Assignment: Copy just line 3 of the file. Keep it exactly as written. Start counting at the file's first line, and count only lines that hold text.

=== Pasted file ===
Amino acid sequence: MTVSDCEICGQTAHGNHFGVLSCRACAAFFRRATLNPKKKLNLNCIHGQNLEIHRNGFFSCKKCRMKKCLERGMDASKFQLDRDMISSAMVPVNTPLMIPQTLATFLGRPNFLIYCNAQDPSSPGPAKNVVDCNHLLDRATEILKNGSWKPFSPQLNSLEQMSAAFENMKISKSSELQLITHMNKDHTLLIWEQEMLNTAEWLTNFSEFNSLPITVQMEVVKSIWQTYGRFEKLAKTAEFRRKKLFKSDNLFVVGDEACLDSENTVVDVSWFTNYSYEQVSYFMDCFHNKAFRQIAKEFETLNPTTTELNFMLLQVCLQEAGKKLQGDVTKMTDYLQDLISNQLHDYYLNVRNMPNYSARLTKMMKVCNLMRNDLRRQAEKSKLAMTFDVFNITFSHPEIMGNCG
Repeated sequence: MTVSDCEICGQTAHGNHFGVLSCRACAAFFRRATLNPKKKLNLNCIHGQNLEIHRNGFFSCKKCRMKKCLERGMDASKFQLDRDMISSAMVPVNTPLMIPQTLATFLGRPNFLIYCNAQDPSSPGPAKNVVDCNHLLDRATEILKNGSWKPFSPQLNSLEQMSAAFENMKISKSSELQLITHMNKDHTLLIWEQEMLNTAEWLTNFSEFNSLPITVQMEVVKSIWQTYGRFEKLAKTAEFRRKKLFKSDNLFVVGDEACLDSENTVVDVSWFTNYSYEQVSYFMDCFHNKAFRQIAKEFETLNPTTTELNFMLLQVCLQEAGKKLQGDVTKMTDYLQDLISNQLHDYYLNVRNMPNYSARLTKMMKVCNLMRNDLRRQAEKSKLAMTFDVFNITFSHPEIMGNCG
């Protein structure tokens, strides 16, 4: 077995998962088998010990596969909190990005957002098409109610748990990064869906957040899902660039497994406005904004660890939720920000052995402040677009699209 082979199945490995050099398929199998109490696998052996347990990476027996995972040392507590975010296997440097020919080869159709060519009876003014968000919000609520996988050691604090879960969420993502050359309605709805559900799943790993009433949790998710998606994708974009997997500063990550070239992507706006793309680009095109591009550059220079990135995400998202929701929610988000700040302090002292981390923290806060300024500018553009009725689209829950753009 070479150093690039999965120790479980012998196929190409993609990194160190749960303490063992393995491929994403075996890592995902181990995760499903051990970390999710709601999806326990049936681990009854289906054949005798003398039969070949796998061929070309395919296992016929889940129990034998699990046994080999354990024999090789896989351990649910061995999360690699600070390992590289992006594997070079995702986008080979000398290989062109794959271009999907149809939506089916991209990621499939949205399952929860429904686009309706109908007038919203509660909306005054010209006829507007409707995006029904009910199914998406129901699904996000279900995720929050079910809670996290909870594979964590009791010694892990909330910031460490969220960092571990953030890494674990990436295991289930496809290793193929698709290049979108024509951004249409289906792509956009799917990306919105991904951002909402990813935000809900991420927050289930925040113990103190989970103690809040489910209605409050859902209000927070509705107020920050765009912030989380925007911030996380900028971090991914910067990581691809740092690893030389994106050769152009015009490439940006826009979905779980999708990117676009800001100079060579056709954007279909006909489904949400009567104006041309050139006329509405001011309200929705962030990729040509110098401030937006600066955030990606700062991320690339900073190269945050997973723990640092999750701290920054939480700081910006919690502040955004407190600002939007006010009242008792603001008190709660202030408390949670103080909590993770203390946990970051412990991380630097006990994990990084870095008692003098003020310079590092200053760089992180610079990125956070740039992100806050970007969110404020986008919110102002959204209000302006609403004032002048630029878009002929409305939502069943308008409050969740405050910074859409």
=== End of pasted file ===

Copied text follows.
């Protein structure tokens, strides 16, 4: 077995998962088998010990596969909190990005957002098409109610748990990064869906957040899902660039497994406005904004660890939720920000052995402040677009699209 082979199945490995050099398929199998109490696998052996347990990476027996995972040392507590975010296997440097020919080869159709060519009876003014968000919000609520996988050691604090879960969420993502050359309605709805559900799943790993009433949790998710998606994708974009997997500063990550070239992507706006793309680009095109591009550059220079990135995400998202929701929610988000700040302090002292981390923290806060300024500018553009009725689209829950753009 070479150093690039999965120790479980012998196929190409993609990194160190749960303490063992393995491929994403075996890592995902181990995760499903051990970390999710709601999806326990049936681990009854289906054949005798003398039969070949796998061929070309395919296992016929889940129990034998699990046994080999354990024999090789896989351990649910061995999360690699600070390992590289992006594997070079995702986008080979000398290989062109794959271009999907149809939506089916991209990621499939949205399952929860429904686009309706109908007038919203509660909306005054010209006829507007409707995006029904009910199914998406129901699904996000279900995720929050079910809670996290909870594979964590009791010694892990909330910031460490969220960092571990953030890494674990990436295991289930496809290793193929698709290049979108024509951004249409289906792509956009799917990306919105991904951002909402990813935000809900991420927050289930925040113990103190989970103690809040489910209605409050859902209000927070509705107020920050765009912030989380925007911030996380900028971090991914910067990581691809740092690893030389994106050769152009015009490439940006826009979905779980999708990117676009800001100079060579056709954007279909006909489904949400009567104006041309050139006329509405001011309200929705962030990729040509110098401030937006600066955030990606700062991320690339900073190269945050997973723990640092999750701290920054939480700081910006919690502040955004407190600002939007006010009242008792603001008190709660202030408390949670103080909590993770203390946990970051412990991380630097006990994990990084870095008692003098003020310079590092200053760089992180610079990125956070740039992100806050970007969110404020986008919110102002959204209000302006609403004032002048630029878009002929409305939502069943308008409050969740405050910074859409």